How Barstool Sportsbook Modeled Itself After UK Giant Sky Bet

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Barstool Sportsbook

Barstool Sportsbook has been better than others at turning bets into revenue across its young life.

According to recent figures from Penn National, Barstool Sportsbook has taken $660 million in handle in the seven months since it launched.

It turned those wagers into $61 million in gaming revenue, good for a 9.2% hold.

That is well clear of the average 7.2% hold across all states since the repeal of PASPA.

Outpacing DraftKings and FanDuel

A 2% difference might not sound much, but on that $660 million in handle, it is worth $13.2 million.

The hold rate is also well clear of the big two in US sports betting.

DraftKings is at 6.3% hold according to state by state data for 2020/21. FanDuel is at 7.5%.

Interestingly FanDuel recently talked up their hold rate at their recent Q1 results, pointing to the strength of their Same Game Parlay product.

What’s driving high hold for Barstool Sportsbook?

Penn gave some clues about the reasons for the high hold at its Q1 results:

The Sky Bet model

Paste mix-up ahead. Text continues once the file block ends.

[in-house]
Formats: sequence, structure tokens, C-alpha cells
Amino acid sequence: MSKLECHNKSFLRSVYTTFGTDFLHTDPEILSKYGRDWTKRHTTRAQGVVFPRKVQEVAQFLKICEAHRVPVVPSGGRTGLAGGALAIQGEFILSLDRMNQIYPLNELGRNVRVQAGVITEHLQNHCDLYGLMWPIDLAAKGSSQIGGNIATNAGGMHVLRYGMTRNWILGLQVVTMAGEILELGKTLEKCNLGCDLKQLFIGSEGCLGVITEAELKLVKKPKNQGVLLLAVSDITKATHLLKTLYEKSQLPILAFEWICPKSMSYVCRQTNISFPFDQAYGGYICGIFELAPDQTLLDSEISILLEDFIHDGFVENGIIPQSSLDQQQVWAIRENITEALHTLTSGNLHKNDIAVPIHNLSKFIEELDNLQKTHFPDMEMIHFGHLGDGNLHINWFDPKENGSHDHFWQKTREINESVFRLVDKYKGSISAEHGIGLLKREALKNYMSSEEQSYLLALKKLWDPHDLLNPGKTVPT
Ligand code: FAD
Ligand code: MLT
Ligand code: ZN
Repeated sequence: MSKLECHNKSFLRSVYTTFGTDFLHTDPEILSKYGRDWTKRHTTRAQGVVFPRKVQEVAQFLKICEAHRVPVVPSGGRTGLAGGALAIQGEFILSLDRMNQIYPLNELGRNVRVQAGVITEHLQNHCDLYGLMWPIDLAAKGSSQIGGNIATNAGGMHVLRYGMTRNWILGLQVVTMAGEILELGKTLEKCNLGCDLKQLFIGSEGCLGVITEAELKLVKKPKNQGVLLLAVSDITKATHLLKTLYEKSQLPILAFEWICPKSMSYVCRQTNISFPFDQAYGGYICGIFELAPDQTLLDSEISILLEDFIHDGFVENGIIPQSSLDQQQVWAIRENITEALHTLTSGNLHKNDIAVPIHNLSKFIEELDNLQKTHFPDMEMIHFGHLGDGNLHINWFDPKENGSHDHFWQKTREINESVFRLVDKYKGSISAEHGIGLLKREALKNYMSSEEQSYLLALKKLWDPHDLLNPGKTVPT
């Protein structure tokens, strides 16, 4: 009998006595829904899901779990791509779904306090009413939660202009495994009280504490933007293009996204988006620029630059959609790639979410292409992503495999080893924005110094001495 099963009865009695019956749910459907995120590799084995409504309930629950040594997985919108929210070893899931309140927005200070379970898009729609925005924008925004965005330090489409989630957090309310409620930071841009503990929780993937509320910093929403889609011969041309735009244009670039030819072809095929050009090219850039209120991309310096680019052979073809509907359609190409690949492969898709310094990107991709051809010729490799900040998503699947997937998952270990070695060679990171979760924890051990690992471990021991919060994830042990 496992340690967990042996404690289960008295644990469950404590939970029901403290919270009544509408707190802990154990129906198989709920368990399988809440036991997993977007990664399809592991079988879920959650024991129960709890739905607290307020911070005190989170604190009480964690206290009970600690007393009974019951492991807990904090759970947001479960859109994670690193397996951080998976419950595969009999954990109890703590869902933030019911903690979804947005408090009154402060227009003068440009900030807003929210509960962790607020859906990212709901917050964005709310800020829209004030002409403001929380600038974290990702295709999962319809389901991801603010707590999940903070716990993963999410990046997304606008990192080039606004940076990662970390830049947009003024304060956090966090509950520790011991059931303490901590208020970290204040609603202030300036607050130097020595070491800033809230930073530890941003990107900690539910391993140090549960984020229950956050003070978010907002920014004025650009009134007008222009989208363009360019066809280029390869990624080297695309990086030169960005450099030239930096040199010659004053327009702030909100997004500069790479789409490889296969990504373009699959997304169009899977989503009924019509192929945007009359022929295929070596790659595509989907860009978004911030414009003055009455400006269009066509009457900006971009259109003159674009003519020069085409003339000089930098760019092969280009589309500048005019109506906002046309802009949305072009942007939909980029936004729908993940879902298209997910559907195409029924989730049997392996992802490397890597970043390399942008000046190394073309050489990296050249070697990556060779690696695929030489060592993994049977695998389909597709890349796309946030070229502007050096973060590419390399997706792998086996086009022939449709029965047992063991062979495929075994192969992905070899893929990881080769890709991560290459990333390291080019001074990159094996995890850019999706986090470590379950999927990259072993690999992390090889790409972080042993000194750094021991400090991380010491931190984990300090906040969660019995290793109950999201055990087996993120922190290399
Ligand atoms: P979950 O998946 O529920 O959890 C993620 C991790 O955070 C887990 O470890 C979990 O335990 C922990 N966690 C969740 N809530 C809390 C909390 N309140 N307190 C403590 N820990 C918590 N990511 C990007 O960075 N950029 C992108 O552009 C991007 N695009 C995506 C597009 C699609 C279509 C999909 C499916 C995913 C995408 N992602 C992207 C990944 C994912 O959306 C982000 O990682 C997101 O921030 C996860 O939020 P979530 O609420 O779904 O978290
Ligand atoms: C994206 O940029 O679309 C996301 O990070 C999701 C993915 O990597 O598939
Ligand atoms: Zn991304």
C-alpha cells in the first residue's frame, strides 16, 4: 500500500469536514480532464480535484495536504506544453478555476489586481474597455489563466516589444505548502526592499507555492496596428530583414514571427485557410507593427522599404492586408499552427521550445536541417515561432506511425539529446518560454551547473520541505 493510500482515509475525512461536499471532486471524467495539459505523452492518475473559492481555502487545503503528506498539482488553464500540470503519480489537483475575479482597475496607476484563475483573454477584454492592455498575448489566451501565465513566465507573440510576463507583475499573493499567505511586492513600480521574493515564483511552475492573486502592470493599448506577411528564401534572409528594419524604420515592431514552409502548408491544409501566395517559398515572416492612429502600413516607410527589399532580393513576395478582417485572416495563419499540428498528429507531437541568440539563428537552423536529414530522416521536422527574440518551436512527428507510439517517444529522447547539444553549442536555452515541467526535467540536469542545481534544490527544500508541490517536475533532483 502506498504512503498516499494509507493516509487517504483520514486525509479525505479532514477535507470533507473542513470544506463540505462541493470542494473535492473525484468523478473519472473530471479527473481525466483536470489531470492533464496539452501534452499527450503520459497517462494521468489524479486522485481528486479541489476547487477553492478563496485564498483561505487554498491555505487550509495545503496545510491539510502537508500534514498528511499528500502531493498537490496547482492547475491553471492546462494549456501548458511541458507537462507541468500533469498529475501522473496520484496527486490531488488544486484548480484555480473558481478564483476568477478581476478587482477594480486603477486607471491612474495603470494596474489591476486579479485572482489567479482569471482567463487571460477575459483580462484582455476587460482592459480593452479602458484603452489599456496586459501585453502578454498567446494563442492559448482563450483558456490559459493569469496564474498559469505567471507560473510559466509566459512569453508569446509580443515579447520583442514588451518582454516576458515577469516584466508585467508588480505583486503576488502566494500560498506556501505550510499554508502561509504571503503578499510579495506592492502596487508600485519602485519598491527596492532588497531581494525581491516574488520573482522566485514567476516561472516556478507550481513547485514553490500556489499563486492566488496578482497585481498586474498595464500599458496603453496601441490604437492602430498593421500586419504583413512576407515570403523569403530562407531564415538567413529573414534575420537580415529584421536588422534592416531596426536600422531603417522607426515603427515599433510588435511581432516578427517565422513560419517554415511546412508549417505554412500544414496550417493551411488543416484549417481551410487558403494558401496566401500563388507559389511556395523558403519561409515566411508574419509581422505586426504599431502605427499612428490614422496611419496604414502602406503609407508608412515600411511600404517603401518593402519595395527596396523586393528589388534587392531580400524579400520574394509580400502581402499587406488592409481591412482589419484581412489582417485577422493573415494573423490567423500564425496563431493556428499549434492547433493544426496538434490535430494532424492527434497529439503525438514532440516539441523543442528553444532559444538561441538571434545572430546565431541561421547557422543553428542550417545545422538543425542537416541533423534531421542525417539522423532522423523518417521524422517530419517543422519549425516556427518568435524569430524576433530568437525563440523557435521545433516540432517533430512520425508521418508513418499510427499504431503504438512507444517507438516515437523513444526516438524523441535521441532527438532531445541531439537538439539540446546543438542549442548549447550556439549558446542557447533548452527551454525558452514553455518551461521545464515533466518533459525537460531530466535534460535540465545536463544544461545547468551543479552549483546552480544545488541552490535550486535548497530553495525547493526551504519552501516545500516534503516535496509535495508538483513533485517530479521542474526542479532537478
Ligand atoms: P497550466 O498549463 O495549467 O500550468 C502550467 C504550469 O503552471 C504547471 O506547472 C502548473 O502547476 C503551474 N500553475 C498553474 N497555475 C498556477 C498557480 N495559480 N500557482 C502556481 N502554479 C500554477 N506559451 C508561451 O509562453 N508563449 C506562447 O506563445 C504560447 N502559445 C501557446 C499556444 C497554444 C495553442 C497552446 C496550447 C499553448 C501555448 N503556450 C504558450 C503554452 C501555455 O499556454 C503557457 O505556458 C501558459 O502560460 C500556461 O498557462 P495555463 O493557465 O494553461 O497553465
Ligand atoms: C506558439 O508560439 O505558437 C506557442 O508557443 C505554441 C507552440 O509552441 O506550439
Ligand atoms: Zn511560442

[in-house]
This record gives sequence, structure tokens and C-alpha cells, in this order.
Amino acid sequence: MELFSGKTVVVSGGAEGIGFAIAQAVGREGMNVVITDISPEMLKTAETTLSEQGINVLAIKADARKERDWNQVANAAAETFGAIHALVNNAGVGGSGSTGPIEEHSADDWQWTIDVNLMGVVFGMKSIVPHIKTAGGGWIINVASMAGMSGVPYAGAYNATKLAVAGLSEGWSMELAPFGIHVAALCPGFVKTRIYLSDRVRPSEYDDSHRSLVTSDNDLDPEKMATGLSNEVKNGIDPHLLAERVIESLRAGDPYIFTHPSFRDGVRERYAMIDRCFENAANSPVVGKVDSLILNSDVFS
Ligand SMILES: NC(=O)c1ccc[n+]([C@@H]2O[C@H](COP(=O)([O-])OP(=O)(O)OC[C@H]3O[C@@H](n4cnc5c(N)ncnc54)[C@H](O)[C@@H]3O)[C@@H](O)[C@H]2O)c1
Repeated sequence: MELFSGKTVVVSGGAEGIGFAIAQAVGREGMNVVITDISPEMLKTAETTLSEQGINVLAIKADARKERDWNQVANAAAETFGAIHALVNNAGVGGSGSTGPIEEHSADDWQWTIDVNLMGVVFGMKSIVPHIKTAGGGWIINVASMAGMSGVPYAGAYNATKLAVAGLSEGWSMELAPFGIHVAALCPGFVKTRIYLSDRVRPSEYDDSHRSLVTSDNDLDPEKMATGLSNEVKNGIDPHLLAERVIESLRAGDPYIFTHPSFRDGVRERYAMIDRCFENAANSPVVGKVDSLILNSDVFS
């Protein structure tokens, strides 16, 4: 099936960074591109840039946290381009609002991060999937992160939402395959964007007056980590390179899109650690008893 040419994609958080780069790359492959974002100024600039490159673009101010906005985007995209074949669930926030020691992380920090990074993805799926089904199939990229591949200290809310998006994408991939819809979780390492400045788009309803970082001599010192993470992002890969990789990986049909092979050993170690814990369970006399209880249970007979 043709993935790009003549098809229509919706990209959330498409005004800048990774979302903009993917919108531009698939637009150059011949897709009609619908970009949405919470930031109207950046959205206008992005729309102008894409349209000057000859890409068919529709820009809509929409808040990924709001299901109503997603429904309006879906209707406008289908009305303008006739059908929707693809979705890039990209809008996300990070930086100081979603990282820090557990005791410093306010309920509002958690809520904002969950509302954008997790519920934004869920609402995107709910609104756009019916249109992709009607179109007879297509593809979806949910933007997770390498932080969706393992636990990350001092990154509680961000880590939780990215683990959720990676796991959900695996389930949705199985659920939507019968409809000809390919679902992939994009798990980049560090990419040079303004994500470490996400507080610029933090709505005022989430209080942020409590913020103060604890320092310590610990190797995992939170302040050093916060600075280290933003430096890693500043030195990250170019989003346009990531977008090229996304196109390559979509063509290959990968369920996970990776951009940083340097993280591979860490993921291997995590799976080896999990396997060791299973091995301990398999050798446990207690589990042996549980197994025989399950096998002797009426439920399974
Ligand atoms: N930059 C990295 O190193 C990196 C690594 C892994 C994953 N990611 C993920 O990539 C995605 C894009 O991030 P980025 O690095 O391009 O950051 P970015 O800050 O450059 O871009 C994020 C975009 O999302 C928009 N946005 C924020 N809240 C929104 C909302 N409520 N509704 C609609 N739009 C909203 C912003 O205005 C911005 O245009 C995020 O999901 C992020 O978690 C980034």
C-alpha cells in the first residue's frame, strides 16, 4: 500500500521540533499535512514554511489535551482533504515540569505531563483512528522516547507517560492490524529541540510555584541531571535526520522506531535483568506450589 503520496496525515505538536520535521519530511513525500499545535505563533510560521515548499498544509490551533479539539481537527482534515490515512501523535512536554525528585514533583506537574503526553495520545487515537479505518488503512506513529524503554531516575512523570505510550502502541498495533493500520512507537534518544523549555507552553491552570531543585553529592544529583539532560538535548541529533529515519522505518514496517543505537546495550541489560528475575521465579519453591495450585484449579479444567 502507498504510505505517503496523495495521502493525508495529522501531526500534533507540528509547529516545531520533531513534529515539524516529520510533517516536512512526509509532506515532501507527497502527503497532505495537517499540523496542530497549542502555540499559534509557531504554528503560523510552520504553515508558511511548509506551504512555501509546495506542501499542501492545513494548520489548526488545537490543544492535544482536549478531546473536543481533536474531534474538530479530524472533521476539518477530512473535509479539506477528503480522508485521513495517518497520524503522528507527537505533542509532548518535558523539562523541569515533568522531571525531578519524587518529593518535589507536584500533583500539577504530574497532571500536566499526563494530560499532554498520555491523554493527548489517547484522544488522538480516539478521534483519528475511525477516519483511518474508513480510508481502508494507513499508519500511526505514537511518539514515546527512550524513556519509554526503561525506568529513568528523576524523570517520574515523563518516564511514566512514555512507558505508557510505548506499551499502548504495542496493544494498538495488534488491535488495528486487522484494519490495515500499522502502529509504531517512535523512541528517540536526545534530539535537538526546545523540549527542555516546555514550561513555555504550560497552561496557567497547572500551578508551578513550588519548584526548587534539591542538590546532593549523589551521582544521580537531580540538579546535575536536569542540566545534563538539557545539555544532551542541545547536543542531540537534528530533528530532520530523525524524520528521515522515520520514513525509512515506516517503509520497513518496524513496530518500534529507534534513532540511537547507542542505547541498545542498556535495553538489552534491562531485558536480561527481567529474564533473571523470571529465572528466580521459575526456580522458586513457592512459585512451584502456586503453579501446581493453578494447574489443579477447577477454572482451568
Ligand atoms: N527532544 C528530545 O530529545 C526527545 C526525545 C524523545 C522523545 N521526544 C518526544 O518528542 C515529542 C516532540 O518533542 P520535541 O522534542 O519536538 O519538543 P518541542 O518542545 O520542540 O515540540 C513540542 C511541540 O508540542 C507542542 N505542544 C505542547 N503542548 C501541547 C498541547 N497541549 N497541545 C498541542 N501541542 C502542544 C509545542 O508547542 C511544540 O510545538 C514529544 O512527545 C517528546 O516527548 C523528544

Interestingly, Penn CEO Jay Snowden said the operator was modeling itself after UK sportsbook Sky Bet, which also boasts a high hold rate.

Sky uses boosted odds and parlays, although it is perhaps best-known its wildly popular RequestABets.

Snowden explained:

“The lion’s share of bettors in our ecosystem are under 30. So we see a lower average bet size but higher hold rates. They are betting a lot of parlays, and recreational wagers. That’s what Sky Bet has been doing for a long time.

“Sky Bet also overindexes on hold. It’s still early, but life to date, our hold is higher than the competition and I think that’s because we have a younger, more casual bettor. And think about lifetime value. I’d rather have bettors under 25.”

Big NFL push for Barstool Sportsbook

Elsewhere, Snowden pledged to ramp up marketing ahead of this football season, with Barstool Sportsbook expected to be live in eight states.

However, he said that marketing spend would be concentrated on media outlets and “influencers” like Barstool, rather than TV and radio.

“I’ve been in PA all week and every TV commercial is sports betting,” Snowden said. “It’s overwhelming, you don’t even know who is advertising to you.

“We’re not going to play that game. That’s a very low ROI and you get customers with no loyalty.”

Dry marketing powder

Snowden said Barstool Sportsbook cost per acquisition (CPA) was under $100 in its three states so far, giving the company “dry powder” to spend this football season. For one comparison, PointsBet said this week it was satisfied with $500 CPAs.

Snowden was also asked about some of the concerning trends in monthly state-by-state data, but warned analysts not to read into those figures too much, especially out of football season.

“Dave Portnoy and Big Cat, their best sport is NFL which was coming to an end as we launched in Michigan,” Snowden said.

He promised better results come September, with increased marketing spend and learnings from the first season.